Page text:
Rhain Toussaint, SSCFC Student Intern
“While I am happy to see my child smiling, is there a point to them playing around in therapy”. This thought has probably came up once or twice when taking your child to a counseling session. To you it might be playing around but for children, playing is more than building a fort, smashing G.I Joes together or jumping rope. Playing has numerous amount of health benefits from reducing stress, fear, anxiety, and irritability to increasing levels of compassion and improving non-verbal skills. Playing provides an opportunity to allow children to develop their sense of self. Playing also is a method to gain and build coping skills, strengthen one’s abstract thinking and problem solving. Playing has the opportunity to strengthen child development and improve social relationships. According to the article, Play in Children’s Development, Health and Well-Being, Active play that involves running, jumping, climbing keeps children physically healthy while discovering their environment. This helps prevent obesity, depression, stress and other negative effects.
Through the act of play, children weave a story and sometimes it is about themselves. This activity enables a child to express their feelings, show what happens during their daily lives and visualize their dreams or fears. A mental health professional can learn a lot about what is occurring in a child’s life just by watching them play. One can learn what areas a child struggles or excels with or how they are doing emotionally, physically and mentally. Most think playing is just a waste of time but play allows a child to expand and share their world with others.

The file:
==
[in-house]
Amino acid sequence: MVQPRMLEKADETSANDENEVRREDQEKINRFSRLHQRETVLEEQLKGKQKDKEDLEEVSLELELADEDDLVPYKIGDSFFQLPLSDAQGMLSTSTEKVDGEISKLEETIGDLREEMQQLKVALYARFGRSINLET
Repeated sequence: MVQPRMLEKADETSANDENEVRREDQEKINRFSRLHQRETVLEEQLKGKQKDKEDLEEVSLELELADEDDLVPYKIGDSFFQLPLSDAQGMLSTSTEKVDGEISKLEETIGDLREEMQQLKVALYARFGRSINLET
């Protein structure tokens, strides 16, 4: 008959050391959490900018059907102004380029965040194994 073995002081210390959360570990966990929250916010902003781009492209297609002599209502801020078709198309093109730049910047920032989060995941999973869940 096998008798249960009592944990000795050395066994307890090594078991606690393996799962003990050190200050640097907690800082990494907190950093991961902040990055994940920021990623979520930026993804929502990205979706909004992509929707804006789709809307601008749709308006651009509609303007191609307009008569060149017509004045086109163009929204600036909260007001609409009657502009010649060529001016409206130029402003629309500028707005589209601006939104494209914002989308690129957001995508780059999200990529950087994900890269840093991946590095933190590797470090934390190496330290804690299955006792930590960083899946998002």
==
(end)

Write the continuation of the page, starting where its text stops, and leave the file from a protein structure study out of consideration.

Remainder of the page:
Just like vegetables can help with your child’s physical development, different types of toys and games promote and establish different skills. At an early age, blocks, Legos, puzzles, and other toys grow spatial, language, decision making, creativity, attention span, memory, and motor skills. Playing can also stimulate brain growth, increase emotional intelligence and so much more. Toys that encourage children to share or cooperate with others is called social play, so your child wanting you to participate in activities such as tea parties teaches them how to interact with others. Altogether, toys help boosts amusement and expand play, so make sure you have variety for your child to choose from so they can have an array of techniques.
Play can be beneficial for a better quality of life. If children are not given the opportunity to play, it affects their daily and future lives. According to the article, Play in Children’s Development, Health and Well-Being, those who are not playing daily are at risk to suffer from poor physical health and mental health issues later on in life. Those who do not play at all suffer from not developing at the same rate as other children either emotionally, mentally, and/or physically. Make sure that you are are aware that play overall and in therapy is a helpful tool in your child’s development. And, remember you can always join in on their play sessions when necessary.
Goldstein, J. (2012). Play in Children’s Development, Health and Well-Being,. Retrieved from https://www.ornes.nl/wp-content/uploads/2010/08/Play-in-children-s-development-health-and-well-being-feb-2012.pdf.